Technology Weekly Roundup 2/21/14 (and 2/14/14)

MacRumors

Apple

Investor Carl Icahn abandons Apple share buyback effort (BBC)

Comcast

Comcast to buy Time Warner Cable for $45.2 effort (BBC)

Gaming

‘Flappy Bird’ Removed from App Store by Developer (MacRumors)

Google

Google Hopes Its Roadshows Will Help Normalize Glass (TechCrunch)

ATAP Project Tango (Google)

HTC

HTC admits it took its ‘eyes off the ball’ in neglecting low-end phones (Engadget)

General

Wundercar is bringing Lyft-style ridesharing to Europe (The Next Web)

Science Weekly Roundup 2/21/14 (and 2/14/14)

Universe Today

Universe Today

Astronomy

Largest solar system moon detailed in geologic map (Astronomy.com)

Mars Rover Heads Uphill After Solving ‘Doughnut’ Riddle (NASA)

Are we alone in the Universe? (BBC Future)

Liquid Water on Mars? (Yahoo)

Set of NanoRacks CubeSats Deployed From International Space Station (NASA)

How NASA Prints Trees (TechCrunch)

Anthropology

Modern Genes Reveal 100 Major Population Shifts In Human History (Popular Science)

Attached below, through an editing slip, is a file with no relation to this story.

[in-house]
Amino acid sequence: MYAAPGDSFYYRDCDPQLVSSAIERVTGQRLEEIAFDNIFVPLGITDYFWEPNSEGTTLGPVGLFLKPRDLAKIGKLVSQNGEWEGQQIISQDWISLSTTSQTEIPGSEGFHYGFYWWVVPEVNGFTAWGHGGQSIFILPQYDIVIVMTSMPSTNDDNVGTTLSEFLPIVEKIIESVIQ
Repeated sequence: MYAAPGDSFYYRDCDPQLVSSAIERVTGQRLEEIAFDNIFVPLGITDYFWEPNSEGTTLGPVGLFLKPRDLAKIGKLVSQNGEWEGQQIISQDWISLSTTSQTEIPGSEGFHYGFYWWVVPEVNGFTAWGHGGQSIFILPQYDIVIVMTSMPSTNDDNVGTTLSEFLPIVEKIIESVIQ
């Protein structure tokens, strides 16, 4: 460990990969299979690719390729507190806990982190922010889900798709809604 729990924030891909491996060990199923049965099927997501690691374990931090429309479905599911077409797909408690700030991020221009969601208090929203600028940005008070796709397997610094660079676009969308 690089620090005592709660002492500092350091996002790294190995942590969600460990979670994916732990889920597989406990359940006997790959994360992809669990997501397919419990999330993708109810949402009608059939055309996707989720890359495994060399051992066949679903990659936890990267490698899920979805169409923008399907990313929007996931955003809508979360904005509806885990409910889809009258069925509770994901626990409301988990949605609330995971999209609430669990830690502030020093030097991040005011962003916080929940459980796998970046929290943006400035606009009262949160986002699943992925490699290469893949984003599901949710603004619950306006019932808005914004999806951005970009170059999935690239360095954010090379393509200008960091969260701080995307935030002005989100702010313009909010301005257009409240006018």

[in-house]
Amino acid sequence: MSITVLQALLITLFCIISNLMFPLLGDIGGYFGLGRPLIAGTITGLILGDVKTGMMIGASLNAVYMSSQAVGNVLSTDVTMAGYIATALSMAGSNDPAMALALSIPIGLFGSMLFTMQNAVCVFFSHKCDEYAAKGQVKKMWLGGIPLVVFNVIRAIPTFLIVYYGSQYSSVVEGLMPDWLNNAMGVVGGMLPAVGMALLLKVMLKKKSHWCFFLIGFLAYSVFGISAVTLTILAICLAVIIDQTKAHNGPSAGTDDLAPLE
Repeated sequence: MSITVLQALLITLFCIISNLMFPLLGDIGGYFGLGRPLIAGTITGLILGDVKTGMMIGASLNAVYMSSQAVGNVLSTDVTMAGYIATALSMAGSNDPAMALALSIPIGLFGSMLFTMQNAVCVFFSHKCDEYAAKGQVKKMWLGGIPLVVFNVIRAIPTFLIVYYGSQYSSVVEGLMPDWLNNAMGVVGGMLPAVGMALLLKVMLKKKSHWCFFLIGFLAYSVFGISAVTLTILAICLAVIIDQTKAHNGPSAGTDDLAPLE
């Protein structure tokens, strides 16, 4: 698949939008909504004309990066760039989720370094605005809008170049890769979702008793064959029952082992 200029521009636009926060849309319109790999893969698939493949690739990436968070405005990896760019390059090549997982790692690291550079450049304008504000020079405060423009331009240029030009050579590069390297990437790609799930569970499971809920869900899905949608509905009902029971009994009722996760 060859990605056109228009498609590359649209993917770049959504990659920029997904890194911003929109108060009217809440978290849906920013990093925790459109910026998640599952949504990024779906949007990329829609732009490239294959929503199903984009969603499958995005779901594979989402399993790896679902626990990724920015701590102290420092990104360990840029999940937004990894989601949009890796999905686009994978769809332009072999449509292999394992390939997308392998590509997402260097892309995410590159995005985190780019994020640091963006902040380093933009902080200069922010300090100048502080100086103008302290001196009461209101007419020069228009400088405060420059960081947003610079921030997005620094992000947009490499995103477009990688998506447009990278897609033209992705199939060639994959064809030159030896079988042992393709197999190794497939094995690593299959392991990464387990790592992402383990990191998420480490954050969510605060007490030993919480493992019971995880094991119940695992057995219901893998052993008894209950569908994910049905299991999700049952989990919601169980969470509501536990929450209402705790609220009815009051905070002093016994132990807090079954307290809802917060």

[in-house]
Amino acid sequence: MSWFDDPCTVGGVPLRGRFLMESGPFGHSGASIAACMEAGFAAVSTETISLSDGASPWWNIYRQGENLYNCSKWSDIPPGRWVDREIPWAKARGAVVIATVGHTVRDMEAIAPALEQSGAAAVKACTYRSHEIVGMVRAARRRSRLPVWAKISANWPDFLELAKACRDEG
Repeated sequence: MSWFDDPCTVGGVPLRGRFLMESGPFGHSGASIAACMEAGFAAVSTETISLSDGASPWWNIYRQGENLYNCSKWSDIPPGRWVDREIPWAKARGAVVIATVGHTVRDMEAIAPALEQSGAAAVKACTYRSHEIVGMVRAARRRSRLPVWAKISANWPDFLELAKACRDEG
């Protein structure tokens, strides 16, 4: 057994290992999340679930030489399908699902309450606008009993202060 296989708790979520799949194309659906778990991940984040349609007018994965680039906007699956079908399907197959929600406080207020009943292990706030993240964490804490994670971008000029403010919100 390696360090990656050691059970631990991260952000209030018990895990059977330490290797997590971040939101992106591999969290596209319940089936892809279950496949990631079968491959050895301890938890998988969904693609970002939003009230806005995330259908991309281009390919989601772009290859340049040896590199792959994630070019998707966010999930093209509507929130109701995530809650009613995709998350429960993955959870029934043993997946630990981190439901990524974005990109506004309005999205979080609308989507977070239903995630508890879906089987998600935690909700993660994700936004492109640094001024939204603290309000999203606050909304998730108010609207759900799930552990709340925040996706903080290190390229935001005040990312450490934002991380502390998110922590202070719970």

Ancient statue of Greek god Apollo discovered in Gaza strip (The Verge)

Biology

US grants patent for disgraced scientist’s fraudulent cloning research (The Verge)

Energy

Nuclear Fusion Achieves Energy Gain (TechSci)

Why People Resist the Notion of Climate Change (Universe Today)

Physics

A computer made a math proof the size of Wikipedia, and humans can’t check it (The Verge)

Neutrino beam ‘major physics experiment’ (BBC Future)

General

Spellbound Valentines: DIY Art from 3D Printed Sound (Bioinformatics/Wolfram Blog)

Nuclear Fusion Achieves Energy Gain

Popular Science

Popular Science

For the first time, scientists at the National Ignition Facility (NIF) in Livermore, California have successfully produced more energy with a fusion reaction than was used to start it.